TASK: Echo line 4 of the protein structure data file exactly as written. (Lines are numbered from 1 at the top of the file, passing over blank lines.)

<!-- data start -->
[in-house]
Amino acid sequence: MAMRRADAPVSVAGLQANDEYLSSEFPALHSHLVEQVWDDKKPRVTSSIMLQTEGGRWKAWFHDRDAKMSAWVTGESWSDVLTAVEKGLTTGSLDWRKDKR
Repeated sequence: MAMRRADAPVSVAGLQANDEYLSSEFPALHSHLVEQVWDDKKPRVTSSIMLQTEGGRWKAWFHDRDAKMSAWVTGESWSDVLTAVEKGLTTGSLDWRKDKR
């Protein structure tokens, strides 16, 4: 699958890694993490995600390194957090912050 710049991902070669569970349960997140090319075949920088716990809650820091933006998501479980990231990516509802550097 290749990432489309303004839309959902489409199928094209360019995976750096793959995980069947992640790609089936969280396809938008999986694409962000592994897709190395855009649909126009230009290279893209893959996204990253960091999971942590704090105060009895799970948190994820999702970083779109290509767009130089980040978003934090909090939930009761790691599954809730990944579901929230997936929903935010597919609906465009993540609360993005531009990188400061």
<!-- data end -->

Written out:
């Protein structure tokens, strides 16, 4: 699958890694993490995600390194957090912050 710049991902070669569970349960997140090319075949920088716990809650820091933006998501479980990231990516509802550097 290749990432489309303004839309959902489409199928094209360019995976750096793959995980069947992640790609089936969280396809938008999986694409962000592994897709190395855009649909126009230009290279893209893959996204990253960091999971942590704090105060009895799970948190994820999702970083779109290509767009130089980040978003934090909090939930009761790691599954809730990944579901929230997936929903935010597919609906465009993540609360993005531009990188400061």